Calling L. “O” and O. “L” – one is just an inversion of the other, so I don’t think they’re both characters, particularly since I’m not sure I can think of another L. I wonder if it’s in part an allusion to the belief of some fans for some time that Lemony and Olaf were the same person? O.’s “L” pseudonym could be Lucafont… although the corrected THH version still begins with an O.
Is the R. Lemony’s playing cards with the Duchess of Winnipeg? It seems odd that Lemony should be in a position to play cards with her. So is it another R.? Gender isn’t specified.
I wonder if Lemony’s sonnets were lost in the bat-post. Alternatively, they were actually written but got cut in the editing process to give more emphasis to the concluding poem.
BB to LS #4:
“Victoria Day Eve” is presumably the day before Victoria Day; the unusual construction is probably because “Victoria Eve,” unlike Christmas Eve or New Year’s Eve, would not be instantly recognisable to the untrained eye. So this letter was written on May twenty-third, unless there’s another Victoria Day besides the Canadian one.
Retrospectively, am in complete agreement that both classroom and tutor are the same one from LS to BB #2. It’s rather poignant that he’s gone from “tedious” to “sad and unaware.”
The poem in question is presumably the one included at the end of the book, which was indeed in a glass case in a library at one point.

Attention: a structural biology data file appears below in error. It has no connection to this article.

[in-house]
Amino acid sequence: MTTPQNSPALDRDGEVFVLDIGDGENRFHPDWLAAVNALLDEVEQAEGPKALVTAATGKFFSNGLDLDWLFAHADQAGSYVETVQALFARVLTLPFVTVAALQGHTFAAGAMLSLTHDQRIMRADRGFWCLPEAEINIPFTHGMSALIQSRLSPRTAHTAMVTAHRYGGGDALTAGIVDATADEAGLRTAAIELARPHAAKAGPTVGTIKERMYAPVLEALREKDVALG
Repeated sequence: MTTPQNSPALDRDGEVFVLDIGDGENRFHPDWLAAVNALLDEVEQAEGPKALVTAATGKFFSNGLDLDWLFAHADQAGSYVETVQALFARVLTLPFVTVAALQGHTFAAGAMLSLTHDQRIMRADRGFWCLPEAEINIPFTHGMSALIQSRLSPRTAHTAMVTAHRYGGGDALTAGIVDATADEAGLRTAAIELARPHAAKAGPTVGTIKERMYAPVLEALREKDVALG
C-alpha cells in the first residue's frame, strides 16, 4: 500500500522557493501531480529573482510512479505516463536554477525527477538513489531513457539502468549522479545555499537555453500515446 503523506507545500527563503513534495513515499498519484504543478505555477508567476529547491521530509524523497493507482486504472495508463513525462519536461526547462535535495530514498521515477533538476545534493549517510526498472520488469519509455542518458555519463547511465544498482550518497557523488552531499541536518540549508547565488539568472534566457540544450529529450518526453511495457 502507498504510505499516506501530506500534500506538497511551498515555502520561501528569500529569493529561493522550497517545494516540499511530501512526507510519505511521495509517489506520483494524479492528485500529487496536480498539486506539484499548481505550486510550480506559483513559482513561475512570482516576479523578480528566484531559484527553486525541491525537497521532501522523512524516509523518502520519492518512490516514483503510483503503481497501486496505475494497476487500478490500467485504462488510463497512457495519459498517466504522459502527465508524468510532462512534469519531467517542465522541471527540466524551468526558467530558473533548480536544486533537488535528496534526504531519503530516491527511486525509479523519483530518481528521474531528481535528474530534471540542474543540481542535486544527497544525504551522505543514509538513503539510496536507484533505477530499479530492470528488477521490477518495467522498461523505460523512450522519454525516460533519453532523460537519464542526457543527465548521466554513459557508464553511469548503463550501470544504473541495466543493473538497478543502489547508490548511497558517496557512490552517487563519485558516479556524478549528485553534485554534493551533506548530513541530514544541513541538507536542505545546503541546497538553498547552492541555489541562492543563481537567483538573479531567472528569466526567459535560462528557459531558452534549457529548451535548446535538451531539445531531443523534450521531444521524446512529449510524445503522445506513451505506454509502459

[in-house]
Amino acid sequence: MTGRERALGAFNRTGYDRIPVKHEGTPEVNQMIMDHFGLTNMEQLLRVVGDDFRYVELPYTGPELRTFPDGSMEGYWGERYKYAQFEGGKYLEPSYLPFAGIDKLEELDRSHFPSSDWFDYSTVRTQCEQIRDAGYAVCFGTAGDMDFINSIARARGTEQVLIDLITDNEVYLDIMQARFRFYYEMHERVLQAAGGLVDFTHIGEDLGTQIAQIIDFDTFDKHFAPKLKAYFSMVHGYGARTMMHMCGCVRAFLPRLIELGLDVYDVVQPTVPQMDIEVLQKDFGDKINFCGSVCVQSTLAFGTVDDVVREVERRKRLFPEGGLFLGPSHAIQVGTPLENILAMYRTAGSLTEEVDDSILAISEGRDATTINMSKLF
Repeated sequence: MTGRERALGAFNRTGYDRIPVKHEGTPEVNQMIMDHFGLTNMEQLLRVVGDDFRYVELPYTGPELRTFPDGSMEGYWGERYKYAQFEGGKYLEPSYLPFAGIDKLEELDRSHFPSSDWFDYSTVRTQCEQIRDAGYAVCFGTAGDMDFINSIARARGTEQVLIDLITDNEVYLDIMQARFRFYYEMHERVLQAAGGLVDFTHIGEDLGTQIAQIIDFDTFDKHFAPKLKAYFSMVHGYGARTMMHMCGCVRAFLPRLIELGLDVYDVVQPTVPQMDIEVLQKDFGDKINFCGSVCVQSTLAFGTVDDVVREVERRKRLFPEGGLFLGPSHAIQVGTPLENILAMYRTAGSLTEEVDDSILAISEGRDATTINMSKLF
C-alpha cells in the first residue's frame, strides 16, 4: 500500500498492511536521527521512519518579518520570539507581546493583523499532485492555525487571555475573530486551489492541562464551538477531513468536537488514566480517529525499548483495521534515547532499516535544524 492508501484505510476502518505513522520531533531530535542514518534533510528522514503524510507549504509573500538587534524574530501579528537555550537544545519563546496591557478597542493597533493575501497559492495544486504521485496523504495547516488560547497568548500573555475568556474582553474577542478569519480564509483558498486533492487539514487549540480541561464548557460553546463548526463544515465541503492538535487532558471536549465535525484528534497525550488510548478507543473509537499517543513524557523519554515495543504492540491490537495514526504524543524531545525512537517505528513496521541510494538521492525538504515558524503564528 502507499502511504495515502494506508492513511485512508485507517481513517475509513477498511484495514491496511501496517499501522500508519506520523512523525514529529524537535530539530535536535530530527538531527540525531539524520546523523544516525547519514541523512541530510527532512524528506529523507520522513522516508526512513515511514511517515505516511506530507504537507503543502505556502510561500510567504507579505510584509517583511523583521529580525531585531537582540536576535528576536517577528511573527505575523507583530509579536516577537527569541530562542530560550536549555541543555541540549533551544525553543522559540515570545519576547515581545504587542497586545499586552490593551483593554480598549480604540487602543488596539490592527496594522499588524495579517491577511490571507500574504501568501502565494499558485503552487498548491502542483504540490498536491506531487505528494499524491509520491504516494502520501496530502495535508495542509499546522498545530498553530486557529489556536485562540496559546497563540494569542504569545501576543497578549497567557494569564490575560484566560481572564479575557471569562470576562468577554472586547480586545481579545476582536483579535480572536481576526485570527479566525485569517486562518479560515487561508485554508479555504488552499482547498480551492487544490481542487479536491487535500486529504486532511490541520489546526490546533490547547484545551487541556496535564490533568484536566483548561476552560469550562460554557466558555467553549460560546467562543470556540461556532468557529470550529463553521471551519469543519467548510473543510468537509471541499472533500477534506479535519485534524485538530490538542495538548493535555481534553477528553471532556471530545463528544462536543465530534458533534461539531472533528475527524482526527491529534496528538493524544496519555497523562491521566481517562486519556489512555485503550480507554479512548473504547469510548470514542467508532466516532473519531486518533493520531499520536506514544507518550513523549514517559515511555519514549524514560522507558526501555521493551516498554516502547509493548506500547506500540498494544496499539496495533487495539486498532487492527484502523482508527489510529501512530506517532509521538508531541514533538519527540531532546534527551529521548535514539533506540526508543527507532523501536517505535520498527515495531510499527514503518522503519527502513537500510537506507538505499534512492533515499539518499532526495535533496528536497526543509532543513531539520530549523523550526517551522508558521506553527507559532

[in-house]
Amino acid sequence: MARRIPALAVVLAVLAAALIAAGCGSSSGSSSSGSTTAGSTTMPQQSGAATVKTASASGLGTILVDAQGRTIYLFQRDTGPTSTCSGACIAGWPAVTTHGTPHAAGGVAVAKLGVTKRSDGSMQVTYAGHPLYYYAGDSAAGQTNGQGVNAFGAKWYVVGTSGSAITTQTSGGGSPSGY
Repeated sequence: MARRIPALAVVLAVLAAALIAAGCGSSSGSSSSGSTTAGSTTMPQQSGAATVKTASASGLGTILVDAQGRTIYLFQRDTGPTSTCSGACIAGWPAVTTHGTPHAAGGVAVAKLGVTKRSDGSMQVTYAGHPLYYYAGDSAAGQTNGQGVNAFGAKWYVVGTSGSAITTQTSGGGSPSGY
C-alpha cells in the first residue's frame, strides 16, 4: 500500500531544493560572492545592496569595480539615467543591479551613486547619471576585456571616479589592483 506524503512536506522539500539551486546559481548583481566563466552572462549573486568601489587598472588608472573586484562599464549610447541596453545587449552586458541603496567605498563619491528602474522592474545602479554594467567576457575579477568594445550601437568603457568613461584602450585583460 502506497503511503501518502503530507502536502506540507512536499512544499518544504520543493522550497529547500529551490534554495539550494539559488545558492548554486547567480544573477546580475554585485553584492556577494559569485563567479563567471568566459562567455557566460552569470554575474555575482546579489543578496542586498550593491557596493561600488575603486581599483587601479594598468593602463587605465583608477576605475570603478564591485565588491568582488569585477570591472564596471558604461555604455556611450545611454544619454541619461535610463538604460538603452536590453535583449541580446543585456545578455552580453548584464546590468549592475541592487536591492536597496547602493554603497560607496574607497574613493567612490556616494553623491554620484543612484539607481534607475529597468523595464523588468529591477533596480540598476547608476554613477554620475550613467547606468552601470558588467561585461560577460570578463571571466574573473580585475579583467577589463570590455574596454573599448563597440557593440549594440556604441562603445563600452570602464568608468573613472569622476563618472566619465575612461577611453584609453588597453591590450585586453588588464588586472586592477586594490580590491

Another reference to benches with rings on them left by someone who, for some reason, is drinking water in a park from a glass. If you’ve been polite enough to bring a glass, why don’t you have a coaster?
Doldrum Drive hasn’t been mentioned since TBB, I think.
Lemony’s erratic behaviour is probably because he was attempting to throw Beatrice off, having figured out that she was watching him. “I could hear you wheezing from the climb” – anyone might do so after thirteen flights of stairs, but again, this is a little poignant to me, as it makes one realise that Lemony has grown old.
“Why didn’t you answer? Why won’t you answer any of my questions?” Well, why doesn’t he? I think at this point he has to have figured out not just that Beatrice isn’t a villain, but indeed her actual identity, so why doesn’t he want to meet her? I think the answer I would give to this is that Lemony doesn’t have anything good to tell her. He wants to protect her, at least, from that. It would be painful for him, too. He’s kept secrets before, that he wished us to move on from – the nature of the Great Unknown, for instance.
“The three Baudelaires may be long gone” – it seems as if Beatrice’s journey has taught her what the Baudelaires also learnt at the end of The End. If that’s the case, is it still the same question that she wants him to answer – the question of what happened to the Baudelaires? Well, she has at least twelve questions (which links to the following letter), so probably. But she’s also come to investigate her own history, or rather the history of her history. Which is a lot like us – wondering not just about what happens in and at The End, but what happened before the beginning, too. So this I think backs up my ideas about Beatrice being linked to aSoUE fans.
Oh yeah, the end of this letter makes it fairly obvious that the classroom here is the same one from LS to BB #2. Beatrice can now be said to know about this from reading Lemony’s letters earlier.
It’s also occurred to me how unusual it is that only one of the thirteen letters in the book signs off with “With all due respect.”